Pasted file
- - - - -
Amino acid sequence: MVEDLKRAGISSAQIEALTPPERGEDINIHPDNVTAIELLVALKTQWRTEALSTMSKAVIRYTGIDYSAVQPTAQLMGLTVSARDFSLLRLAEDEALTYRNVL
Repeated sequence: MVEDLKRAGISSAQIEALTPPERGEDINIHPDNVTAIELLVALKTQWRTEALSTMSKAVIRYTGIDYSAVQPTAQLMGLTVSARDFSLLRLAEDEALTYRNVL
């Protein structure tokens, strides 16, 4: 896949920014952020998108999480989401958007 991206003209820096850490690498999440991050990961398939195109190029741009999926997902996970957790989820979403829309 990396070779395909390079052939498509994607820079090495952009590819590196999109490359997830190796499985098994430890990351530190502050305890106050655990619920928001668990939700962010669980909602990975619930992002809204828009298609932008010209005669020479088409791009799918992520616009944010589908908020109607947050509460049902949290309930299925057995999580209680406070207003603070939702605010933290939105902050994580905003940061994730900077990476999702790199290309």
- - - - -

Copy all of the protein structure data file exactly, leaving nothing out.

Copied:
Amino acid sequence: MVEDLKRAGISSAQIEALTPPERGEDINIHPDNVTAIELLVALKTQWRTEALSTMSKAVIRYTGIDYSAVQPTAQLMGLTVSARDFSLLRLAEDEALTYRNVL
Repeated sequence: MVEDLKRAGISSAQIEALTPPERGEDINIHPDNVTAIELLVALKTQWRTEALSTMSKAVIRYTGIDYSAVQPTAQLMGLTVSARDFSLLRLAEDEALTYRNVL
């Protein structure tokens, strides 16, 4: 896949920014952020998108999480989401958007 991206003209820096850490690498999440991050990961398939195109190029741009999926997902996970957790989820979403829309 990396070779395909390079052939498509994607820079090495952009590819590196999109490359997830190796499985098994430890990351530190502050305890106050655990619920928001668990939700962010669980909602990975619930992002809204828009298609932008010209005669020479088409791009799918992520616009944010589908908020109607947050509460049902949290309930299925057995999580209680406070207003603070939702605010933290939105902050994580905003940061994730900077990476999702790199290309």